I remember when I lived in Madrid, I saw lost shoes almost every morning on my way to the Atocha train station, a reconstructed place that eleven years prior had been bombed. Those three bombs took 191 lives. That was two years and six months after 9/11.
A shoe waiting for its pair, I thought. I often saw these lost shoes alongside the Reina Sofia art museum. Sometimes I wondered if they were just a modern art display jarring reality, an interactive piece, until I moved back to Chicago and noticed the same trend. You walk alongside Lake Shore Drive and low and behold, a shoe. A lost, empty, plain shoe. How perturbing those shoes are to me (and maybe to you too).
One of my best friends despises the number twenty-three. I don’t know why. He has never told me. He says that number follows him everywhere and it’s never good. I doubt he thinks about lost shoes. In fact, I know he doesn’t. I once asked him why one shoe would be lost. He told me about a time he was drunk after a fraternity party in college and he threw one of his nice dress shoes in the bushes. He went back for it the next morning.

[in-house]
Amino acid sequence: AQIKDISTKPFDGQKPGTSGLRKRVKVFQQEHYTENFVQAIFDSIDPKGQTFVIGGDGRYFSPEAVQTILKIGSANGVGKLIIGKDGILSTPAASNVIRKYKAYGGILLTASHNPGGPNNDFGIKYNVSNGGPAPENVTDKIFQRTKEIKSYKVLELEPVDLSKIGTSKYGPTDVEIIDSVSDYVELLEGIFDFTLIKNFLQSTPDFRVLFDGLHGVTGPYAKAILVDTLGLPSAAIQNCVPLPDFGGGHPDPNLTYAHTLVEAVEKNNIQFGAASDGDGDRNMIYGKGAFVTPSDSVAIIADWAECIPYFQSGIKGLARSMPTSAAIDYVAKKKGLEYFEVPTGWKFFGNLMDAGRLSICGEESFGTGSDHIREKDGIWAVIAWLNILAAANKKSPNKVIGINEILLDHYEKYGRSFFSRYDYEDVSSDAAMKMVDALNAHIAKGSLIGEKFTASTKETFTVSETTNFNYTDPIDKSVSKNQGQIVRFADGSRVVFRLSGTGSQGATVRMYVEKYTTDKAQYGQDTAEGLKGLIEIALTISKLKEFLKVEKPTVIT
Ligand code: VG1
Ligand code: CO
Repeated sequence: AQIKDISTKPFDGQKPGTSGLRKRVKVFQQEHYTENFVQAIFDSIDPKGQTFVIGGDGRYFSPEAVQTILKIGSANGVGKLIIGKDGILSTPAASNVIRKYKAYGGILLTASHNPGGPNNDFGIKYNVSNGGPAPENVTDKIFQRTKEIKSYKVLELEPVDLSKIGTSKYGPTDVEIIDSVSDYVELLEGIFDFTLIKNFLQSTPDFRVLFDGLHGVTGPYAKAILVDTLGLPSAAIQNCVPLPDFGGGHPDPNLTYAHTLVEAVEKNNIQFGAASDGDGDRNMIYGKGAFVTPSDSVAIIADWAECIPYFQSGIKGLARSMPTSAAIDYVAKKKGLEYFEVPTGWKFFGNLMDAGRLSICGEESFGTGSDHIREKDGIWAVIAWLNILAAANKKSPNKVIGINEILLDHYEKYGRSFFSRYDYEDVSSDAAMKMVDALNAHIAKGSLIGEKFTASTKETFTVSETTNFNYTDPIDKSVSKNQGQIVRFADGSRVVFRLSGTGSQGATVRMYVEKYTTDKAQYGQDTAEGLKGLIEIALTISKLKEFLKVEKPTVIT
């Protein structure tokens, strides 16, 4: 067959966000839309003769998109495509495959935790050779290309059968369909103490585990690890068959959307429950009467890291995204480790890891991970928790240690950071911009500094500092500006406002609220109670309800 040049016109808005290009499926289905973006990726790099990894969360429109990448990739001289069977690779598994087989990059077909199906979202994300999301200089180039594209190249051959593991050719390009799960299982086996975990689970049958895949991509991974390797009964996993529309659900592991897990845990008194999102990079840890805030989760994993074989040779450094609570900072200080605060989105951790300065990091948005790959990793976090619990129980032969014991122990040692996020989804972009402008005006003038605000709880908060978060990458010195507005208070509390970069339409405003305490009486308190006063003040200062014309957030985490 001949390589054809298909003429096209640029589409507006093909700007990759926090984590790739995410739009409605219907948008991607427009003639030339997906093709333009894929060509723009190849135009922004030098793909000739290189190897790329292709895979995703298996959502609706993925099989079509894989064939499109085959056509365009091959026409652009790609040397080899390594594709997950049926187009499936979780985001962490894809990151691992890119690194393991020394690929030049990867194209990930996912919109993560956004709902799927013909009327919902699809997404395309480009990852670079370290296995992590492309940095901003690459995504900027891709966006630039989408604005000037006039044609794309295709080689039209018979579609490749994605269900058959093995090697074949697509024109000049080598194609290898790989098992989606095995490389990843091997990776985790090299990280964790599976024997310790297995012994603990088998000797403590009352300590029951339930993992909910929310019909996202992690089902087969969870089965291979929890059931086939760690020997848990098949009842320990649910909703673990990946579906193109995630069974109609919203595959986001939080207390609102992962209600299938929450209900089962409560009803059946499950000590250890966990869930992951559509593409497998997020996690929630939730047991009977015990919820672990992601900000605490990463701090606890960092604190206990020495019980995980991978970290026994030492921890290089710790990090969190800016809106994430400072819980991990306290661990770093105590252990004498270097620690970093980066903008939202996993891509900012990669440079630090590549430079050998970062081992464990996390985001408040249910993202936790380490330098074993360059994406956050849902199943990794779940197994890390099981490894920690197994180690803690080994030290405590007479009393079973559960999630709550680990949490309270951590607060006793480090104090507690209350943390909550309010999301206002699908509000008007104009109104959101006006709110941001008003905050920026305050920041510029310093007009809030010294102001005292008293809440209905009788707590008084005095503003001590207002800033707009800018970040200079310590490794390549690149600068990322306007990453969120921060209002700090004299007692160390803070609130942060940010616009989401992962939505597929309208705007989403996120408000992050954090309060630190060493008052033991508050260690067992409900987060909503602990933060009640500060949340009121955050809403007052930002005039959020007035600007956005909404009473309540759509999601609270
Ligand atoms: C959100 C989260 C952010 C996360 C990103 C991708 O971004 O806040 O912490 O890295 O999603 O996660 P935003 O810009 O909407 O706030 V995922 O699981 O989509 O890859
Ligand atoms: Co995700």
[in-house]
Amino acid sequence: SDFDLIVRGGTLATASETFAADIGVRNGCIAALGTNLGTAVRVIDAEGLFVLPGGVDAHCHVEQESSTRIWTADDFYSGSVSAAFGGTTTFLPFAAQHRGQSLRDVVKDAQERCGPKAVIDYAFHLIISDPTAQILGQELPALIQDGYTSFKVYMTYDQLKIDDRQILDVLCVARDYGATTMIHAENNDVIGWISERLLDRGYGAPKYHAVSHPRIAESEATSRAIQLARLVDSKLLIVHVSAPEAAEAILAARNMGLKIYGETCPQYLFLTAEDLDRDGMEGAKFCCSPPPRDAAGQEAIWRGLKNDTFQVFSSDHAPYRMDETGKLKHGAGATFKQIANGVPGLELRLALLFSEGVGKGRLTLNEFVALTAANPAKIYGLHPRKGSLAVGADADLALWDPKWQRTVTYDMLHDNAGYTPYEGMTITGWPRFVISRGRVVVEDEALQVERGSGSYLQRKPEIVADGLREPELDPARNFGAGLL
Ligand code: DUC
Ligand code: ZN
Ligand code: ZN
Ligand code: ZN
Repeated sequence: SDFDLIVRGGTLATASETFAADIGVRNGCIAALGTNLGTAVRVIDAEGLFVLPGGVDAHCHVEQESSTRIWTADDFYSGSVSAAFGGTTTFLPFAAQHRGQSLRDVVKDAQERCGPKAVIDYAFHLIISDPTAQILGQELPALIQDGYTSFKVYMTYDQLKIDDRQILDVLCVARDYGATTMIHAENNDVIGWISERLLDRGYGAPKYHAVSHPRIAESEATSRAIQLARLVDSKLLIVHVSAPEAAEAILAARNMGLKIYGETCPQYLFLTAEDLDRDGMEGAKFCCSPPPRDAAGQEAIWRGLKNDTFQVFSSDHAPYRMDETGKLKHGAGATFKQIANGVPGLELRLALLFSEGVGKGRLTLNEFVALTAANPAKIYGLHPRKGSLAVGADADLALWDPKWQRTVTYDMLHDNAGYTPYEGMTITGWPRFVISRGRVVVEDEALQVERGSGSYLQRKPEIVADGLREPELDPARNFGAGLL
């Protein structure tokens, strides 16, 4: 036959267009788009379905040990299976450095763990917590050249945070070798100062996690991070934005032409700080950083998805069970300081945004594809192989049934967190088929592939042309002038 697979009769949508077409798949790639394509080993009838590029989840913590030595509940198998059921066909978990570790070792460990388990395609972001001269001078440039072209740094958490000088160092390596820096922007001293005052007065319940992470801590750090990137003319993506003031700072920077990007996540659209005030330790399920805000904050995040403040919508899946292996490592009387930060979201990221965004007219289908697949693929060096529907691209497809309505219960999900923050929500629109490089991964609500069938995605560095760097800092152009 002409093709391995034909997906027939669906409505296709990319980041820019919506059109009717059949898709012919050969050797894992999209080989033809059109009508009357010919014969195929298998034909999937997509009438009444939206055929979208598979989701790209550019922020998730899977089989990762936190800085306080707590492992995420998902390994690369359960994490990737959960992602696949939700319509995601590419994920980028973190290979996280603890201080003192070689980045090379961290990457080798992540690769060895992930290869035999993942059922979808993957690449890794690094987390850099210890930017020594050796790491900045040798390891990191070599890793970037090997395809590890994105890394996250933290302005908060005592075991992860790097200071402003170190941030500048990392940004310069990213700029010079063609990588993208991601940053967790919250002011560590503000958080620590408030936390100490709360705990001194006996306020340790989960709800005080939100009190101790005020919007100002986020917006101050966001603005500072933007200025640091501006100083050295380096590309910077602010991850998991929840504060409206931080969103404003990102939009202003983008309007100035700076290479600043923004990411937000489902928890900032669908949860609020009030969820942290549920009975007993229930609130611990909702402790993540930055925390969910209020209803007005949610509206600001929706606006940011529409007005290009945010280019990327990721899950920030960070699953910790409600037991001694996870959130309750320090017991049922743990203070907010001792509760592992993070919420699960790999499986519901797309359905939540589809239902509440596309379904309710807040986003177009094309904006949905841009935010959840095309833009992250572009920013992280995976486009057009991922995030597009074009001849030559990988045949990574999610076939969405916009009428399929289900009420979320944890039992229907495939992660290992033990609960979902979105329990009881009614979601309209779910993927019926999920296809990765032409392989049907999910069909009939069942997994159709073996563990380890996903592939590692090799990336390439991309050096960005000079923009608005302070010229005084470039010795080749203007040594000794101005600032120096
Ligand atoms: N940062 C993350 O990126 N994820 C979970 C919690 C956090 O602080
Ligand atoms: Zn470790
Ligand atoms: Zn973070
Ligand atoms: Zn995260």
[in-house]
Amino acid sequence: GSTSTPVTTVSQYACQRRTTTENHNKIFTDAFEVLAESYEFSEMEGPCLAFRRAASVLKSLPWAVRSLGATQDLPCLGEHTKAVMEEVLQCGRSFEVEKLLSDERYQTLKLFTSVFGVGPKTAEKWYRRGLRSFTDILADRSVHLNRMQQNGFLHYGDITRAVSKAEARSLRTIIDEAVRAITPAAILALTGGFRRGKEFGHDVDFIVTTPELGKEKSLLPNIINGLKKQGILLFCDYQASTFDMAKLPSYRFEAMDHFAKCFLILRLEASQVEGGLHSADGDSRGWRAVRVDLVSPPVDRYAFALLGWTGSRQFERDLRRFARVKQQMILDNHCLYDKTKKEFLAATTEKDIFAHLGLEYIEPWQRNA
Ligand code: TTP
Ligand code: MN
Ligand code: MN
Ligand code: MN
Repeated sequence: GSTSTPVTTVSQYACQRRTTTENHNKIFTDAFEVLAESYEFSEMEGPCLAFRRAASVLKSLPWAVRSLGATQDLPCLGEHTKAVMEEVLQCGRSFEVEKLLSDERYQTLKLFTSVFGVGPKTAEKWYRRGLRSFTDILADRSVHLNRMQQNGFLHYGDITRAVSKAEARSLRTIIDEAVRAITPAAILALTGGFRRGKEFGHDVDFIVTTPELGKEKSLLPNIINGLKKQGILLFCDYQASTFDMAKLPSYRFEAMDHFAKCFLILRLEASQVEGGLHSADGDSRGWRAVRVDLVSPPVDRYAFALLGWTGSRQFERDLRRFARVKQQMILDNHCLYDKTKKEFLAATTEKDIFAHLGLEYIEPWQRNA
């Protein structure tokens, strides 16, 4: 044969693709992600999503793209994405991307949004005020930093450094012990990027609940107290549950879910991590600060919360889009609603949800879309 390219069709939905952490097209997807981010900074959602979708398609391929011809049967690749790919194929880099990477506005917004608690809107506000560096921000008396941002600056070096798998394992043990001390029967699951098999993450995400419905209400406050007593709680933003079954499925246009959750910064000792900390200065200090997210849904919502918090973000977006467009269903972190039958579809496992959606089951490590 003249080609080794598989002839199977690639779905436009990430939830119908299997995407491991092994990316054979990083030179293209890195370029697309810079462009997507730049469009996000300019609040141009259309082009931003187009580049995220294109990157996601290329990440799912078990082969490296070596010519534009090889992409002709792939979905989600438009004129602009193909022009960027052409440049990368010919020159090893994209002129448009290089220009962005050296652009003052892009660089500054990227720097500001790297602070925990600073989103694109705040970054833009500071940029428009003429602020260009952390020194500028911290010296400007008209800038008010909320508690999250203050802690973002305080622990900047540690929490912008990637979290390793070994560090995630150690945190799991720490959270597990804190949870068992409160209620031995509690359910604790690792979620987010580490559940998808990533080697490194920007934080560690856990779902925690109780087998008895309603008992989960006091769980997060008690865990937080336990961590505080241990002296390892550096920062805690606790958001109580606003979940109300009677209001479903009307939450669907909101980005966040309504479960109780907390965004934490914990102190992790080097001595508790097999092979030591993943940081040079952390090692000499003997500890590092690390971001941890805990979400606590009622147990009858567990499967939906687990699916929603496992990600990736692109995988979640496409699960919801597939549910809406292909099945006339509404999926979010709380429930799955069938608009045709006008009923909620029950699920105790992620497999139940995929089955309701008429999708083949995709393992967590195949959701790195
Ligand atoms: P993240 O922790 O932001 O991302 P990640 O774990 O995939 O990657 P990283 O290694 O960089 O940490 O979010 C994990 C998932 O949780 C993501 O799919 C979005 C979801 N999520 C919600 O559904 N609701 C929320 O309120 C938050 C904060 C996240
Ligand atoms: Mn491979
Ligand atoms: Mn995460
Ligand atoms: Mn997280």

The number twenty-three doesn’t mean anything to me except when I was twenty-three-years old I tied a pair of old, black, low-top Converse together and threw them on a tree branch on New Years’ Eve. That moment seemed significant, like I was letting go of all the steps I took in those shoes years prior. Like all the times I remember walking by empty shoes in my own Chucks were gone. Those memories are placed on a branch of a tree on Belden Avenue. I remember thinking how beautiful it was to see a pair of shoes, and not one lost shoe, tied together, decorating the branch.
One time I walked and noticed not shoes on the ground, but twigs. Lots of lost, tangled, disarrayed twigs. Twigs became the new shoes for a moment, equally upsetting, equally subjective. On that walk, the twigs reminded me of every haircut I have ever had. Trees shed just like hair follicles yanked off tops by stylists. The twigs reminded me metaphorically of ripping my own hair out at every disappointed prospect: an application rejection, a bad date. I pictured the trees pulling out their twigs in frustration. I wonder if that tree holding my Converse is upset.
Trees don’t feel, stupid.
Did the Twin Towers ache?
I enjoyed having a break from thinking about empty shoes, a break from the girl who didn’t remember 9/11. Sometimes I meld these recollections together and think about times I’ve seen Holocaust memorials. Shoes were collected before Jews went into gas chambers. In Budapest, there is a monument along the Danube River of Jews who were murdered by fascist men who were members of an organization called Arrow Cross. The victims lined up by the river so that when they were shot, they would fall in. Today, there is a statue of empty bronze shoes to commemorate those who died there and lost their own lives, their shoes, in the river.